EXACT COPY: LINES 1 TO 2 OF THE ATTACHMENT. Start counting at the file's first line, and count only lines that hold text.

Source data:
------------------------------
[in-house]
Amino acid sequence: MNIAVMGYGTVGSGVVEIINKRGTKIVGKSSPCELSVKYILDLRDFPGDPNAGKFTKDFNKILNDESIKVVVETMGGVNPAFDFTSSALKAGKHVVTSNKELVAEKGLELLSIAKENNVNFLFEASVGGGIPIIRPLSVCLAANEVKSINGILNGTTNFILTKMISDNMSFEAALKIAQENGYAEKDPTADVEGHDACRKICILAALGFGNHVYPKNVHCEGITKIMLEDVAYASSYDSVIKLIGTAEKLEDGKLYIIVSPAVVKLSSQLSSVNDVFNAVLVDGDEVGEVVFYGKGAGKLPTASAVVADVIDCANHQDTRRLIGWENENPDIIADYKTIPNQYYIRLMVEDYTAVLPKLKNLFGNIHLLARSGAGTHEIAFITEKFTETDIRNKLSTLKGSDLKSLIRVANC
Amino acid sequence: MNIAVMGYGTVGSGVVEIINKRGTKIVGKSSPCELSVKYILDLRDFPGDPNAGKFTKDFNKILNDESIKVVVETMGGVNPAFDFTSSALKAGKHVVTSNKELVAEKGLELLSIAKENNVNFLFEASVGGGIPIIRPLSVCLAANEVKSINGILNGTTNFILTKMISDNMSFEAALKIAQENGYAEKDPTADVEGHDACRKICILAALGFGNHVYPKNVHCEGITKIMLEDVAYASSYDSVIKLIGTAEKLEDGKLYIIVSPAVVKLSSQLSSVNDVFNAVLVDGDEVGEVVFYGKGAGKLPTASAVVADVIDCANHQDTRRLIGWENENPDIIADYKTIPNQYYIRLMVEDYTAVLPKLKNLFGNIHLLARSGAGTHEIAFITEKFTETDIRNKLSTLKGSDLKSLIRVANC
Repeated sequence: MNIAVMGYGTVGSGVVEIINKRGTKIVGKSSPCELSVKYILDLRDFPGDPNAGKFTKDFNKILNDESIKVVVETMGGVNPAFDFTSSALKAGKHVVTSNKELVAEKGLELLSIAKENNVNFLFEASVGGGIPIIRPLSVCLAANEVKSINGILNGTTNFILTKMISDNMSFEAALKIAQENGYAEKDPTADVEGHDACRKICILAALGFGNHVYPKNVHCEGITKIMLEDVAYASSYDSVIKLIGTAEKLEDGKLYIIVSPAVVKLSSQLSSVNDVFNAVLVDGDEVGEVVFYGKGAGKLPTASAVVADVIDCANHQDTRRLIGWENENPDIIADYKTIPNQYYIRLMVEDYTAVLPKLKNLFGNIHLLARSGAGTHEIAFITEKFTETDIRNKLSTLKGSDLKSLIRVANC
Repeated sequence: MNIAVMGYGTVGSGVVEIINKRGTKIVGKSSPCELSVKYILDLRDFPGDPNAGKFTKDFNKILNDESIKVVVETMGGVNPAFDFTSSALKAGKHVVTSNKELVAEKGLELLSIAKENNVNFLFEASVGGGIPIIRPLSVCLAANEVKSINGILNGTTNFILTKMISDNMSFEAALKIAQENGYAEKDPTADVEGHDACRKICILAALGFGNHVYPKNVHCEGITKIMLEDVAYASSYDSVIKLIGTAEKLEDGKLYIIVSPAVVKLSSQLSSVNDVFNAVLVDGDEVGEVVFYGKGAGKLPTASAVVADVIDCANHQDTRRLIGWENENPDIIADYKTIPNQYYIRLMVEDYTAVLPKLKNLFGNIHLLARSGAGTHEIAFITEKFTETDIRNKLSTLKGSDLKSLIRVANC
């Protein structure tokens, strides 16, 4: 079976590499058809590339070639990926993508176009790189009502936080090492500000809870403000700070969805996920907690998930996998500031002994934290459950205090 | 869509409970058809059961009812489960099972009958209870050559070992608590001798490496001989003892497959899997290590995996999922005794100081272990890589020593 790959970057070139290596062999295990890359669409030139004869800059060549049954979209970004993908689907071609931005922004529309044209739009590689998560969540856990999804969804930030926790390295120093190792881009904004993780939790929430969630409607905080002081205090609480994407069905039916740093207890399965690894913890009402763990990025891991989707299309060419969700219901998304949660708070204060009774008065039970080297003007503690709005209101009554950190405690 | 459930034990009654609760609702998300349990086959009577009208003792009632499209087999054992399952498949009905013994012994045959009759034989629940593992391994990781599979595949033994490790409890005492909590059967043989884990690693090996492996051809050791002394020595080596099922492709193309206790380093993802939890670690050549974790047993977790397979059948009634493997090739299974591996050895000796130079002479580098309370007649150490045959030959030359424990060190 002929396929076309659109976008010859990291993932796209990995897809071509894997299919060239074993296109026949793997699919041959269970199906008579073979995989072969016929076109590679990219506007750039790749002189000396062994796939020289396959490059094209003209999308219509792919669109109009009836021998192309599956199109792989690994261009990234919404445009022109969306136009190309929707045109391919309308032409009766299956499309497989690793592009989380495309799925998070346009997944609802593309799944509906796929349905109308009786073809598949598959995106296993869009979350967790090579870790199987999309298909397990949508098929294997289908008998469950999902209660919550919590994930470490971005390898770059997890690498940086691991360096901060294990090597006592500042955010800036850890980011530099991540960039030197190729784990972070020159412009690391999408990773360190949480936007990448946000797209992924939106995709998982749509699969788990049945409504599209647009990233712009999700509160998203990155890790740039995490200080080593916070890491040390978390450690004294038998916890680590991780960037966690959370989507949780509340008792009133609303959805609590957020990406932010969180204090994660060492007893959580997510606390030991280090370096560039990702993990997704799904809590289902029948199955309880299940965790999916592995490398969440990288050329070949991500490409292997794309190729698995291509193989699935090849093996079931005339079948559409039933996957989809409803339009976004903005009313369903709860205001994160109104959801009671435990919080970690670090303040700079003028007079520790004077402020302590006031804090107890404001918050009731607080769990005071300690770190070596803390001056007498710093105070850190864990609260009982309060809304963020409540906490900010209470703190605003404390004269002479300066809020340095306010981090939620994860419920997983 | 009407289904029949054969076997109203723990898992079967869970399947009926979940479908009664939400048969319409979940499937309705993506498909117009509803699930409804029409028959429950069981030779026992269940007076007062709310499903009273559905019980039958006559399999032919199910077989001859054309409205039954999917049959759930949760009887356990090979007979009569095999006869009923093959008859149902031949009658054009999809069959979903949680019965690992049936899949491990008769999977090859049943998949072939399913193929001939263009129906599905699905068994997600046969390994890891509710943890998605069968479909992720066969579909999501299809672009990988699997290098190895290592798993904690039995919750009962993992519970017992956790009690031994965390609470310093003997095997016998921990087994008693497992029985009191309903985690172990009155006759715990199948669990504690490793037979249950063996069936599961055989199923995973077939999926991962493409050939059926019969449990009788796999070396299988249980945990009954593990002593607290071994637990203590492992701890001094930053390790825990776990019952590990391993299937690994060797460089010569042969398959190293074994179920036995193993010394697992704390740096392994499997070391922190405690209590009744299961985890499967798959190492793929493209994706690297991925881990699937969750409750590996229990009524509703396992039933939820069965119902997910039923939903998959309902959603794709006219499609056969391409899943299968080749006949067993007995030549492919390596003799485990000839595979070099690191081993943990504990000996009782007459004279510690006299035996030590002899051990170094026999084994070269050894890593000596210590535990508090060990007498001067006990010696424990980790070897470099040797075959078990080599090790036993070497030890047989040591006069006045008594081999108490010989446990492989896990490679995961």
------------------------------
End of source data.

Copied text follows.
[in-house]
Amino acid sequence: MNIAVMGYGTVGSGVVEIINKRGTKIVGKSSPCELSVKYILDLRDFPGDPNAGKFTKDFNKILNDESIKVVVETMGGVNPAFDFTSSALKAGKHVVTSNKELVAEKGLELLSIAKENNVNFLFEASVGGGIPIIRPLSVCLAANEVKSINGILNGTTNFILTKMISDNMSFEAALKIAQENGYAEKDPTADVEGHDACRKICILAALGFGNHVYPKNVHCEGITKIMLEDVAYASSYDSVIKLIGTAEKLEDGKLYIIVSPAVVKLSSQLSSVNDVFNAVLVDGDEVGEVVFYGKGAGKLPTASAVVADVIDCANHQDTRRLIGWENENPDIIADYKTIPNQYYIRLMVEDYTAVLPKLKNLFGNIHLLARSGAGTHEIAFITEKFTETDIRNKLSTLKGSDLKSLIRVANC